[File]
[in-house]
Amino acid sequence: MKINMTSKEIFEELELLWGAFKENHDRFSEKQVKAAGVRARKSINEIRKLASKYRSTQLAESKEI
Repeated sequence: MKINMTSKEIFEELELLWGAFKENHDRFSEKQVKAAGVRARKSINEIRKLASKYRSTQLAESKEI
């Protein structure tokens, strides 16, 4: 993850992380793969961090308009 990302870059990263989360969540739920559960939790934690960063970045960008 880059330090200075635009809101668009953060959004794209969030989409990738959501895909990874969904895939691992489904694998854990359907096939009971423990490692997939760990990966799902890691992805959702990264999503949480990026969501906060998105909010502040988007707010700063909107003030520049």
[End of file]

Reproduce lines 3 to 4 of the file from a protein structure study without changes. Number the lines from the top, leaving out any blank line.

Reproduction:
Repeated sequence: MKINMTSKEIFEELELLWGAFKENHDRFSEKQVKAAGVRARKSINEIRKLASKYRSTQLAESKEI
């Protein structure tokens, strides 16, 4: 993850992380793969961090308009 990302870059990263989360969540739920559960939790934690960063970045960008 880059330090200075635009809101668009953060959004794209969030989409990738959501895909990874969904895939691992489904694998854990359907096939009971423990490692997939760990990966799902890691992805959702990264999503949480990026969501906060998105909010502040988007707010700063909107003030520049």